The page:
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Title: Inferring HIV transmission patterns from viral deep-sequence data via latent typed point processes

Viral deep-sequencing data play a crucial role toward understanding disease transmission network flows, providing higher resolution compared to standard Sanger sequencing. To more fully utilize these rich data and account for the uncertainties in outcomes from phylogenetic analyses, we propose a spatial Poisson process model to uncover human immunodeficiency virus (HIV) transmission flow patterns at the population level. We represent pairings of individuals with viral sequence data as typed points, with coordinates representing covariates such as gender and age and point types representing the unobserved transmission statuses (linkage and direction). Points are associated with observed scores on the strength of evidence for each transmission status that are obtained through standard deep-sequence phylogenetic analysis. Our method is able to jointly infer the latent transmission statuses for all pairings and the transmission flow surface on the source-recipient covariate space. In contrast to existing methods, our framework does not require preclassification of the transmission statuses of data points, and instead learns them probabilistically through a fully Bayesian inference scheme. By directly modeling continuous spatial processes with smooth densities, our method enjoys significant computational advantages compared to previous methods that rely on discretization of the covariate space. We demonstrate that our framework can capture age structures in HIV transmission at high resolution, bringing valuable insights in a case study on viral deep-sequencing data from Southern Uganda.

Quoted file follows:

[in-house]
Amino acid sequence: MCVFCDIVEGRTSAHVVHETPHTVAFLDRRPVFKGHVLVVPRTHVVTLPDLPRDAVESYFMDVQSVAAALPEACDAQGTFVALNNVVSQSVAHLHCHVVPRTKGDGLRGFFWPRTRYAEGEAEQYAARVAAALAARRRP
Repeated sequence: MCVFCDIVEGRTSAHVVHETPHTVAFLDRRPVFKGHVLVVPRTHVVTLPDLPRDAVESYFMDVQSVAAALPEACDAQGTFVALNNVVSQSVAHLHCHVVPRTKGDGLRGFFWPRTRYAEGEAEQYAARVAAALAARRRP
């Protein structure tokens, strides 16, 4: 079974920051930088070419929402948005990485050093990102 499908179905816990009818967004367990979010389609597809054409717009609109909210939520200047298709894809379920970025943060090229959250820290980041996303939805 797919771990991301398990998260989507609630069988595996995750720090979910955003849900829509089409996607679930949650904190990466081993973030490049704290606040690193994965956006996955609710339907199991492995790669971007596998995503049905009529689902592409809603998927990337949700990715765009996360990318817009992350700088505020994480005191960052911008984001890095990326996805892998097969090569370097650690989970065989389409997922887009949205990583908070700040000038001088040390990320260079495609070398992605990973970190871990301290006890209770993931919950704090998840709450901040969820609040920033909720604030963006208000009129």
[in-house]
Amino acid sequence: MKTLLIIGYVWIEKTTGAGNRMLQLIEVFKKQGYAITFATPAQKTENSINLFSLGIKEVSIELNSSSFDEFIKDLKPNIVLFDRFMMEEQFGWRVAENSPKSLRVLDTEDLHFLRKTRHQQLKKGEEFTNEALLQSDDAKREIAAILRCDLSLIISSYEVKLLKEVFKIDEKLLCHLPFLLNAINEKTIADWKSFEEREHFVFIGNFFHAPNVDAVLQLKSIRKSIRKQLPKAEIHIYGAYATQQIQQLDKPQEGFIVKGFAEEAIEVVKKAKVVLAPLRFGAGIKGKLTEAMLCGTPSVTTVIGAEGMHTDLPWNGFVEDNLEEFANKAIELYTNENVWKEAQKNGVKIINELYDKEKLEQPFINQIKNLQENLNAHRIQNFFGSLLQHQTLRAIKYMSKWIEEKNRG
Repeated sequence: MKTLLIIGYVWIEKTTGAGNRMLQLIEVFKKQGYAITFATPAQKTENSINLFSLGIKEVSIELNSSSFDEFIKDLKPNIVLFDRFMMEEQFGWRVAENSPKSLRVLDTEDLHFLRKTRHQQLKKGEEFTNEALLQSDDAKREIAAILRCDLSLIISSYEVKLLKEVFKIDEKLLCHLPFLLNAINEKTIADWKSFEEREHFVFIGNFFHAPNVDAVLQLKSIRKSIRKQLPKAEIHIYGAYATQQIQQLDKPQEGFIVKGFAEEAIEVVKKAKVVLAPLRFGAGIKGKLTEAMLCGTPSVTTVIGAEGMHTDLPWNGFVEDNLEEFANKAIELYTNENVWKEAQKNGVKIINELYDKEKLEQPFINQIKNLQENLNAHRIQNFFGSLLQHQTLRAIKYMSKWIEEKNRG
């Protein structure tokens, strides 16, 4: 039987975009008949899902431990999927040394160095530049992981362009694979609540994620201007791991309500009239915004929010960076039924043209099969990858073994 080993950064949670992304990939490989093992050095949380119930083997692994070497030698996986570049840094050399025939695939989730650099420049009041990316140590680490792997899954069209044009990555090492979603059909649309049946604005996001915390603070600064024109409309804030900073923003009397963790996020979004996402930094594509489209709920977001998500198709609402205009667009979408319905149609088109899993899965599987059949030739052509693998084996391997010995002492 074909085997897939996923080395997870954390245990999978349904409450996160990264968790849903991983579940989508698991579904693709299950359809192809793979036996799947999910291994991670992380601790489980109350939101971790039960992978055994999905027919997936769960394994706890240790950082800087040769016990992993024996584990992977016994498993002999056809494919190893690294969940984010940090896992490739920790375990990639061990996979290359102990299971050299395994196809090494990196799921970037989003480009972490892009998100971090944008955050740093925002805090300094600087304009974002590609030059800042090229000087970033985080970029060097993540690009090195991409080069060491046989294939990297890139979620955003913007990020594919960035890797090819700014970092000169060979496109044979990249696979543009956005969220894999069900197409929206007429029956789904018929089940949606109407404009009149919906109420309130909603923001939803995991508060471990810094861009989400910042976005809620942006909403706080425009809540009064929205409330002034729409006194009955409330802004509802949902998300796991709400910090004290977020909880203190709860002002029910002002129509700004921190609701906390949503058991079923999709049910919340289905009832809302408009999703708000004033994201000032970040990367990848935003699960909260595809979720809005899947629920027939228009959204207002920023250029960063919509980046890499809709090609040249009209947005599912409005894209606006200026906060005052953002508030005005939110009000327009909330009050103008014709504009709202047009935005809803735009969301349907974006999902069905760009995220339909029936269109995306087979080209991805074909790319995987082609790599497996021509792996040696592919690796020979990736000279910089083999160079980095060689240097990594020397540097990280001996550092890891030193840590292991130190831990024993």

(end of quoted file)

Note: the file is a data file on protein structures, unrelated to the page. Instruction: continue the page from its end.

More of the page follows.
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Oxford University Press
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Sponsoring Org:
National Science Foundation
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